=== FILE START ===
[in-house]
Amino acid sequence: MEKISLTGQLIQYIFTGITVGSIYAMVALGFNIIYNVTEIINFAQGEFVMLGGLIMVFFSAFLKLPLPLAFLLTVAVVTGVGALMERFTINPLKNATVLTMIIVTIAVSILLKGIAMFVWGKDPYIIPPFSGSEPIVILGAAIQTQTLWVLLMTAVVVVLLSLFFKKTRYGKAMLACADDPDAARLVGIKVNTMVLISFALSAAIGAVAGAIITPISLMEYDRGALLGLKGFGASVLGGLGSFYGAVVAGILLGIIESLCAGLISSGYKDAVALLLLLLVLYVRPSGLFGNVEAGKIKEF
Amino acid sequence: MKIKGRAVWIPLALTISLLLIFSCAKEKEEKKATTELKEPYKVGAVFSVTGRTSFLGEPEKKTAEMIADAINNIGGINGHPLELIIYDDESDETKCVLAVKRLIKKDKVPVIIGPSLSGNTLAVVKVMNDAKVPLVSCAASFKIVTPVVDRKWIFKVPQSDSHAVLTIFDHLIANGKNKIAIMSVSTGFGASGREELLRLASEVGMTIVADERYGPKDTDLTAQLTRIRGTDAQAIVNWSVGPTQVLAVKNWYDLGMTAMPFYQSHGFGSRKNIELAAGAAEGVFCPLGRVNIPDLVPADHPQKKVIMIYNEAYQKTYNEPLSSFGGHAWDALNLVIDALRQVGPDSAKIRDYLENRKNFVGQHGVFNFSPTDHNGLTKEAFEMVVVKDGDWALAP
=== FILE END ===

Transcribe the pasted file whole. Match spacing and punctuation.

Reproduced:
[in-house]
Amino acid sequence: MEKISLTGQLIQYIFTGITVGSIYAMVALGFNIIYNVTEIINFAQGEFVMLGGLIMVFFSAFLKLPLPLAFLLTVAVVTGVGALMERFTINPLKNATVLTMIIVTIAVSILLKGIAMFVWGKDPYIIPPFSGSEPIVILGAAIQTQTLWVLLMTAVVVVLLSLFFKKTRYGKAMLACADDPDAARLVGIKVNTMVLISFALSAAIGAVAGAIITPISLMEYDRGALLGLKGFGASVLGGLGSFYGAVVAGILLGIIESLCAGLISSGYKDAVALLLLLLVLYVRPSGLFGNVEAGKIKEF
Amino acid sequence: MKIKGRAVWIPLALTISLLLIFSCAKEKEEKKATTELKEPYKVGAVFSVTGRTSFLGEPEKKTAEMIADAINNIGGINGHPLELIIYDDESDETKCVLAVKRLIKKDKVPVIIGPSLSGNTLAVVKVMNDAKVPLVSCAASFKIVTPVVDRKWIFKVPQSDSHAVLTIFDHLIANGKNKIAIMSVSTGFGASGREELLRLASEVGMTIVADERYGPKDTDLTAQLTRIRGTDAQAIVNWSVGPTQVLAVKNWYDLGMTAMPFYQSHGFGSRKNIELAAGAAEGVFCPLGRVNIPDLVPADHPQKKVIMIYNEAYQKTYNEPLSSFGGHAWDALNLVIDALRQVGPDSAKIRDYLENRKNFVGQHGVFNFSPTDHNGLTKEAFEMVVVKDGDWALAP